Capillaries are the smallest blood vessels in ones body. They are smaller, in fact, than some of the cells that have to go through them. Red blood cells (which carry oxygen) are very deformable and go through easily. White blood cells are stiffer and take some time to deform before they can can fit in. Under normal circumstances, a large fraction of one's white cells are in the lung due to the large number of small vessels there. During infection, that fraction can go up even higher, leading to a disappearance of white cells from the rest of the body. Exactly how white cells become pooled in the lung and other capillary beds is not clear. Some say that it is due to "mechanical trapping", although the exact physical basis of this trapping is not clear. Another possibility is that adhesive proteins act as a kind of glue to trap cells. This second mechanism is known to work in larger vessels, but there don't seem to be a lot of these adhesive proteins in capillaries. Our work will examine these two possible mechanisms and clarify the factors that are required for mechanical trapping and adhesive trapping. We hypothesize that both factors are important under the right circumstances.

We use small glass tubes (micropipettes) with a diameter in the same range as capillaries as a model system. We have developed techniques for making micropipettes with different diameters and different rates of tapering. We can look at cells moving inside relatively straight tubes (like in the straight segments of capillaries) or in tapering regions (like at the entrances to capillaries). We coat the insides of the micropipettes with adhesive proteins to study the effects of adhesive proteins on cell motion inside the tubes. We can study ways to make the cells stick or not stick as desired.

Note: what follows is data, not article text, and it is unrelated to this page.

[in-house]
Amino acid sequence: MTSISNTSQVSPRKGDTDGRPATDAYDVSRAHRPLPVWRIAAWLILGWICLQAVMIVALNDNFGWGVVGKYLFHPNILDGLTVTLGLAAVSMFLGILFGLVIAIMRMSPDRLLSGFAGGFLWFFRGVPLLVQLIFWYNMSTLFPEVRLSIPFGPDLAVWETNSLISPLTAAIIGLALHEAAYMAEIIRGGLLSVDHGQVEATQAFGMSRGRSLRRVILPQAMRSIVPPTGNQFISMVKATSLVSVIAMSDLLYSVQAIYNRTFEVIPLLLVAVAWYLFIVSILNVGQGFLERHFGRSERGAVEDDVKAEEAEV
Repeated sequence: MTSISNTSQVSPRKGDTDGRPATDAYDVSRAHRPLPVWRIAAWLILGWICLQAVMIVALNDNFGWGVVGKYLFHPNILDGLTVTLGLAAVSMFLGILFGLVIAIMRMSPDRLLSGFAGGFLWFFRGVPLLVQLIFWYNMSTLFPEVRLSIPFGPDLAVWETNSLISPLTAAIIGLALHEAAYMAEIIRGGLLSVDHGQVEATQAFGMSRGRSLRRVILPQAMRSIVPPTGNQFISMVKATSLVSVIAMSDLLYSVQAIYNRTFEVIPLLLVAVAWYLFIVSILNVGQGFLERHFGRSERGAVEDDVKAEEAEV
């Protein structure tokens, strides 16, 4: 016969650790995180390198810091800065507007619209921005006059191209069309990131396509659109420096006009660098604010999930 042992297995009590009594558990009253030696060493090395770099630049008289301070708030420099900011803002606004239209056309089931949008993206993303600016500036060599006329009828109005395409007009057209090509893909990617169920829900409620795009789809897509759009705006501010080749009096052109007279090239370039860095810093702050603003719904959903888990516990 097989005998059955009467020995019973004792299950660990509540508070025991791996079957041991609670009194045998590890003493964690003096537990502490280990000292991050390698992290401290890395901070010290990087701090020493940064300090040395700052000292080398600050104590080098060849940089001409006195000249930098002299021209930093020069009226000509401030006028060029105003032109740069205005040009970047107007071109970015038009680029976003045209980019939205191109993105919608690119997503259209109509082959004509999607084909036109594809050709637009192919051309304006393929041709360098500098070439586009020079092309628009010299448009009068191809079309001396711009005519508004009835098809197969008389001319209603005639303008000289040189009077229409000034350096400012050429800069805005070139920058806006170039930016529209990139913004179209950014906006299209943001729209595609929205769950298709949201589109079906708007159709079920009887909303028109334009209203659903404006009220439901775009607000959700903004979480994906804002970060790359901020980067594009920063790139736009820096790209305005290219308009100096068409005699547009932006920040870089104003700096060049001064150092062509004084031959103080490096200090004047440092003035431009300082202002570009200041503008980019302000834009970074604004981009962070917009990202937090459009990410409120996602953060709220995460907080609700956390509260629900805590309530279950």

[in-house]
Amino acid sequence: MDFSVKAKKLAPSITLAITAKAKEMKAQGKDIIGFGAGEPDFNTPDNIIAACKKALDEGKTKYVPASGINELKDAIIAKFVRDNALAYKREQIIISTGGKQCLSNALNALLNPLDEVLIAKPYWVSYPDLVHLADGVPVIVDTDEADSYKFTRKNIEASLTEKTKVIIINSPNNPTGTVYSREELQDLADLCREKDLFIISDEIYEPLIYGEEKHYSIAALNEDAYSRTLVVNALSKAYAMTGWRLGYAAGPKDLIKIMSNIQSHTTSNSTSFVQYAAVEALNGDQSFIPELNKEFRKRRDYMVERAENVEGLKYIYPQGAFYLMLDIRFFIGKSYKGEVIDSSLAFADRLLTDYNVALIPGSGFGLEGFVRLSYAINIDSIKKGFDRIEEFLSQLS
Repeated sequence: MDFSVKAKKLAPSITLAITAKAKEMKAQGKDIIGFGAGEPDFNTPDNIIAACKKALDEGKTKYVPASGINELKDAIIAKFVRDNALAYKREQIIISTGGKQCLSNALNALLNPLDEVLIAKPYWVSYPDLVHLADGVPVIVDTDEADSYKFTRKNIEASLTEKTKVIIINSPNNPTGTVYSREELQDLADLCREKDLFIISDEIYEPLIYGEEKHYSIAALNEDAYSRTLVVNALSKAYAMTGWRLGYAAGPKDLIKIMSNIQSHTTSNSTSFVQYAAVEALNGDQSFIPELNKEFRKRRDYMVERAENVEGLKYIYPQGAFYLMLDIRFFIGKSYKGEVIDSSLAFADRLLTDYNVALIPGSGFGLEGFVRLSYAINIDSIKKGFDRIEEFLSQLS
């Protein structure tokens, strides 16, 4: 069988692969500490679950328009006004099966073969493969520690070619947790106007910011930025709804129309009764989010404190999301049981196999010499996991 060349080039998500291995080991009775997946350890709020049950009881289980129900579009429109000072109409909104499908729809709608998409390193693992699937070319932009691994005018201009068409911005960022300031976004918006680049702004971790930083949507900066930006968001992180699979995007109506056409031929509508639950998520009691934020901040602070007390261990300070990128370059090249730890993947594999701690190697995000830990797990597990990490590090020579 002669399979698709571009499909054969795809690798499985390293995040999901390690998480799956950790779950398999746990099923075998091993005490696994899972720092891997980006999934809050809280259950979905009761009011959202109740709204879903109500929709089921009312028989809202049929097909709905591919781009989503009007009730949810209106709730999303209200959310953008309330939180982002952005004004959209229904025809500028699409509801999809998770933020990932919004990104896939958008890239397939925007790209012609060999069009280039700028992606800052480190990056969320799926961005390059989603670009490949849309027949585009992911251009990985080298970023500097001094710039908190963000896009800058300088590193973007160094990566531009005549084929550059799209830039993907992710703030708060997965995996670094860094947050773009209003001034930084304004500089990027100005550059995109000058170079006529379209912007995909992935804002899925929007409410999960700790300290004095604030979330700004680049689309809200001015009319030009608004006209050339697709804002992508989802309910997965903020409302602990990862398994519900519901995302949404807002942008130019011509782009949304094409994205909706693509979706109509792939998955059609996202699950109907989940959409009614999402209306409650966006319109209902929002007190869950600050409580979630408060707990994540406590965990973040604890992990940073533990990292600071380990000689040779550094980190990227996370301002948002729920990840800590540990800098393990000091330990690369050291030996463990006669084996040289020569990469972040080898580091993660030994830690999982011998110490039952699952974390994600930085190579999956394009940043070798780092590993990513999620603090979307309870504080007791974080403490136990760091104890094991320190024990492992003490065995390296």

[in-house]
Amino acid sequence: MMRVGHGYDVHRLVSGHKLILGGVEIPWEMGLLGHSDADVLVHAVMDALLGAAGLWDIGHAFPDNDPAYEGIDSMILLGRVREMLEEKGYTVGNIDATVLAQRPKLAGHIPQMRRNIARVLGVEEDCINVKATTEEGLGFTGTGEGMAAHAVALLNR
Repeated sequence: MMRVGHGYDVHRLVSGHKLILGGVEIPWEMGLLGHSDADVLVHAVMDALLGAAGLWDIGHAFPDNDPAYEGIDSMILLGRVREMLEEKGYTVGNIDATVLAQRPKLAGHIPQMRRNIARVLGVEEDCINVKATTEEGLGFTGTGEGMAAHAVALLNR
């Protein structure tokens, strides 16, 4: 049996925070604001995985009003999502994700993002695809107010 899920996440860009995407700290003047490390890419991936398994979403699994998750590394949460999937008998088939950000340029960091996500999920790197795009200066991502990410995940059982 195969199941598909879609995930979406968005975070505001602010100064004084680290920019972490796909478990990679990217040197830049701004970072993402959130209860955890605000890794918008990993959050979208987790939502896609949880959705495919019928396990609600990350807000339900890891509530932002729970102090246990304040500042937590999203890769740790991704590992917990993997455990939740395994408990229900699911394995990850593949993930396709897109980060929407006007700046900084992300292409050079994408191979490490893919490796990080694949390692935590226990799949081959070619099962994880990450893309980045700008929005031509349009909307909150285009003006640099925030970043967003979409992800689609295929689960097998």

The ability to control adhesion of white cells is important in the treatment of infection and cardiovascular diseases. The long-term goal is to understand what needs to be done in order to either promote (in the case of insufficient white cell arrest) or stop (in the case of too aggressive immune response) white cell adhesion in capillary beds. The technique developed here can thus be used as a research tool to assess whether new drugs will do what they need to do.